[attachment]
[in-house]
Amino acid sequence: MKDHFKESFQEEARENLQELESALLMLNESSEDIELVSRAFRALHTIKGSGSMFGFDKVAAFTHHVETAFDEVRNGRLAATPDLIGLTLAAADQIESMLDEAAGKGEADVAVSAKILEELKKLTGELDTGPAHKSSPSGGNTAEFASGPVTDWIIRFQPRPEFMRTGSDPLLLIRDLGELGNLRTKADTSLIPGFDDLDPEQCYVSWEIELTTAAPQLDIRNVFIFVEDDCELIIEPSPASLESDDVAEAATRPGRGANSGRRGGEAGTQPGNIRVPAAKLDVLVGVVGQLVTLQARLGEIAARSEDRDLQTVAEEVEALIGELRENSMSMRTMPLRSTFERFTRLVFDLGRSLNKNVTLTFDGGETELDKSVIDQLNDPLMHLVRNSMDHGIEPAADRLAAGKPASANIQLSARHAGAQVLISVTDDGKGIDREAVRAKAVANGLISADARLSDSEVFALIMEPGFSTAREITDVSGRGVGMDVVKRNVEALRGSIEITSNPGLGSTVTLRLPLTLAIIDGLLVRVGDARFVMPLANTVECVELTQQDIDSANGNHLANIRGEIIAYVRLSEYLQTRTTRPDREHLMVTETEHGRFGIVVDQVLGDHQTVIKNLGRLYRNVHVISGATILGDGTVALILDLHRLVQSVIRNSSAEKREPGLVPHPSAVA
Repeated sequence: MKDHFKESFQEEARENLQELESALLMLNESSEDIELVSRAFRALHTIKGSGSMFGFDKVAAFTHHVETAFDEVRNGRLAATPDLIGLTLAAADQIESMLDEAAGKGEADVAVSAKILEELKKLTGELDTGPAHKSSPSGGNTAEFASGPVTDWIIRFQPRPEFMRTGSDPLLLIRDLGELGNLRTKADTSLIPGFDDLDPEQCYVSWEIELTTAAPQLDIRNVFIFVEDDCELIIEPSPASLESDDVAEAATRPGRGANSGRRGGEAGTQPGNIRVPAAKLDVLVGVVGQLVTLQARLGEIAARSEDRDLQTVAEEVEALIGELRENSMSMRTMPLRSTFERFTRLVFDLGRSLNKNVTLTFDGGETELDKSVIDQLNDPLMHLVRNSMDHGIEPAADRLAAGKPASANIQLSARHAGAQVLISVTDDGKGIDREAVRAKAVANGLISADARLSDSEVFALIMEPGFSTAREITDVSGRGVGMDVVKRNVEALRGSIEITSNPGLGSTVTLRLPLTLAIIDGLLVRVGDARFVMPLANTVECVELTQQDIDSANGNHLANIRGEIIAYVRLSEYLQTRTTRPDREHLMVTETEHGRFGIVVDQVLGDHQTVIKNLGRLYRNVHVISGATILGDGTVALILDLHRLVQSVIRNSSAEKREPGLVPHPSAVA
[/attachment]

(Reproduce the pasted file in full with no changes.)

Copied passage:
[in-house]
Amino acid sequence: MKDHFKESFQEEARENLQELESALLMLNESSEDIELVSRAFRALHTIKGSGSMFGFDKVAAFTHHVETAFDEVRNGRLAATPDLIGLTLAAADQIESMLDEAAGKGEADVAVSAKILEELKKLTGELDTGPAHKSSPSGGNTAEFASGPVTDWIIRFQPRPEFMRTGSDPLLLIRDLGELGNLRTKADTSLIPGFDDLDPEQCYVSWEIELTTAAPQLDIRNVFIFVEDDCELIIEPSPASLESDDVAEAATRPGRGANSGRRGGEAGTQPGNIRVPAAKLDVLVGVVGQLVTLQARLGEIAARSEDRDLQTVAEEVEALIGELRENSMSMRTMPLRSTFERFTRLVFDLGRSLNKNVTLTFDGGETELDKSVIDQLNDPLMHLVRNSMDHGIEPAADRLAAGKPASANIQLSARHAGAQVLISVTDDGKGIDREAVRAKAVANGLISADARLSDSEVFALIMEPGFSTAREITDVSGRGVGMDVVKRNVEALRGSIEITSNPGLGSTVTLRLPLTLAIIDGLLVRVGDARFVMPLANTVECVELTQQDIDSANGNHLANIRGEIIAYVRLSEYLQTRTTRPDREHLMVTETEHGRFGIVVDQVLGDHQTVIKNLGRLYRNVHVISGATILGDGTVALILDLHRLVQSVIRNSSAEKREPGLVPHPSAVA
Repeated sequence: MKDHFKESFQEEARENLQELESALLMLNESSEDIELVSRAFRALHTIKGSGSMFGFDKVAAFTHHVETAFDEVRNGRLAATPDLIGLTLAAADQIESMLDEAAGKGEADVAVSAKILEELKKLTGELDTGPAHKSSPSGGNTAEFASGPVTDWIIRFQPRPEFMRTGSDPLLLIRDLGELGNLRTKADTSLIPGFDDLDPEQCYVSWEIELTTAAPQLDIRNVFIFVEDDCELIIEPSPASLESDDVAEAATRPGRGANSGRRGGEAGTQPGNIRVPAAKLDVLVGVVGQLVTLQARLGEIAARSEDRDLQTVAEEVEALIGELRENSMSMRTMPLRSTFERFTRLVFDLGRSLNKNVTLTFDGGETELDKSVIDQLNDPLMHLVRNSMDHGIEPAADRLAAGKPASANIQLSARHAGAQVLISVTDDGKGIDREAVRAKAVANGLISADARLSDSEVFALIMEPGFSTAREITDVSGRGVGMDVVKRNVEALRGSIEITSNPGLGSTVTLRLPLTLAIIDGLLVRVGDARFVMPLANTVECVELTQQDIDSANGNHLANIRGEIIAYVRLSEYLQTRTTRPDREHLMVTETEHGRFGIVVDQVLGDHQTVIKNLGRLYRNVHVISGATILGDGTVALILDLHRLVQSVIRNSSAEKREPGLVPHPSAVA